What is Soil Health?
“Soil health” refers to the quality of soil and its ability to sustain life: plant life, animal life, and human life. Healthy soils can better withstand stresses like drought while offering the same or higher crop yields.
What healthy soil can mean for farmers:
- Less inputs: less labor, fertilizer, less pesticides potentially needed
- Better soil structure: better water retention, less puddling and runoff, higher load bearing capacity
- Soil that is nutrient-rich: more organic matter, more beneficial microbes that provide nutrients to plants
In an effort to help farmers as they face less available water and diminished water quality, the ESRCD has sought to find applicable practices for water use as it relates to soil at a regional level. In January 2015, the ESRCD held a field day to demonstrate compost application techniques at the root zone of almond trees before planting. As part of the demonstration, soil was ripped and compost was blended down into the soil profile. Cross trenching showed the difference between the unprepared, compacted soil and the row amended with compost, in which the new trees would have nutrient-rich soil available at the root zone. We will continue to work with producers and researchers to develop a pilot program to gather data pertinent to our county’s soils and specific to almond growing. The project is expected to extend over the next 3-5 years, during which many more field days will be held to view and discuss soil management practices.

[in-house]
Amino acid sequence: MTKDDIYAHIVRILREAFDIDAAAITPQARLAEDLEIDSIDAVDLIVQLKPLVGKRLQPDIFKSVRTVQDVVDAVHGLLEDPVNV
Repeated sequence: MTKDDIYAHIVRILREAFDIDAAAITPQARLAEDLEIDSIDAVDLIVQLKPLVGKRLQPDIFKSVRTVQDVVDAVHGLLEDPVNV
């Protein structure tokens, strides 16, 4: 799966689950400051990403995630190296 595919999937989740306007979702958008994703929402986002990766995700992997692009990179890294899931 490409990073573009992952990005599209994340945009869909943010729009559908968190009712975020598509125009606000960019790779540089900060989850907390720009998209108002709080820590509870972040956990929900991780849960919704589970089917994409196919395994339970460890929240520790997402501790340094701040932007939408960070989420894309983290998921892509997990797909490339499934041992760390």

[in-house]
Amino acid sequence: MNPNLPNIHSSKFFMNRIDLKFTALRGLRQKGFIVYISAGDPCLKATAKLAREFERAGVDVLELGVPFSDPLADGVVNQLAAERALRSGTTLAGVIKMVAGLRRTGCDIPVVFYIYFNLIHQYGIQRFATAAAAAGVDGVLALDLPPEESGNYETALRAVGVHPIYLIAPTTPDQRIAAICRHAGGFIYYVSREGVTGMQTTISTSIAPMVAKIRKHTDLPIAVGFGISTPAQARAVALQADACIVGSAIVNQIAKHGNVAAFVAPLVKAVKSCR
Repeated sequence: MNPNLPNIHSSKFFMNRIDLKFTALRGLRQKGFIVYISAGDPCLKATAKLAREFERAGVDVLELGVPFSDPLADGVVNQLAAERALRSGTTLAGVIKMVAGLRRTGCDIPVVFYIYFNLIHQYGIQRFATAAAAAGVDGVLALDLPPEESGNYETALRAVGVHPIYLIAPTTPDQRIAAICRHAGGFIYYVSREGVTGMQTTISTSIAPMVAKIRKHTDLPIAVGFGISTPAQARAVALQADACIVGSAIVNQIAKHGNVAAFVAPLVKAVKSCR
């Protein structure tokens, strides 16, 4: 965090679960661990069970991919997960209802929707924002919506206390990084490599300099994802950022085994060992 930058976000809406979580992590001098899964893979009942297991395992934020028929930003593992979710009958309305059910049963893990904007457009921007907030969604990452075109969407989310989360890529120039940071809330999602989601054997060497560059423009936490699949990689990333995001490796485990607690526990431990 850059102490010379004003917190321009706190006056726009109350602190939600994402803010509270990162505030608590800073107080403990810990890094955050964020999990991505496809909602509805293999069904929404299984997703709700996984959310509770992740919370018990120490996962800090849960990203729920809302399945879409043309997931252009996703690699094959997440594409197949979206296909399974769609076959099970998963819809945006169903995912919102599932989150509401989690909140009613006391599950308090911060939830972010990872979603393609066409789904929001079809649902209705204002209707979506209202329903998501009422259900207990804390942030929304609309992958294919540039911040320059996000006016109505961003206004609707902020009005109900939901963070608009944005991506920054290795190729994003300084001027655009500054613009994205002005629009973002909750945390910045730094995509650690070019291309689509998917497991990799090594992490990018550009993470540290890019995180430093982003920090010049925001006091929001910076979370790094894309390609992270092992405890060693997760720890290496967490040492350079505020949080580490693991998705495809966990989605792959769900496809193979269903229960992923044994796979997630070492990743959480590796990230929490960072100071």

In addition to compost use, the RCD advocates the following soil-related practices
Cover crops: An unharvested crop grown for its benefits in crop production, soil health, water retention, erosion prevention, and reducing weeds and compaction.
No-till/ low-till: A method of growing crops without tilling or with modified tillage in order to increase water holding capacity and organic matter, and reduce energy use, soil erosion, and soil compaction.
Mulch tillage: Tilling the soil while maintaining a high amount of crop residue on the surface to increase organic matter, soil moisture, and decrease erosion and energy use.
Mulching: Applying plant residues or other materials such as compost to the surface. This helps compensate for residue loss due to over-tilling, while improving water efficiency.
Conservation Crop Rotation: Growing different crops in a planned sequence to increase yields, manage pests, improve water use efficiency and decrease pesticide use.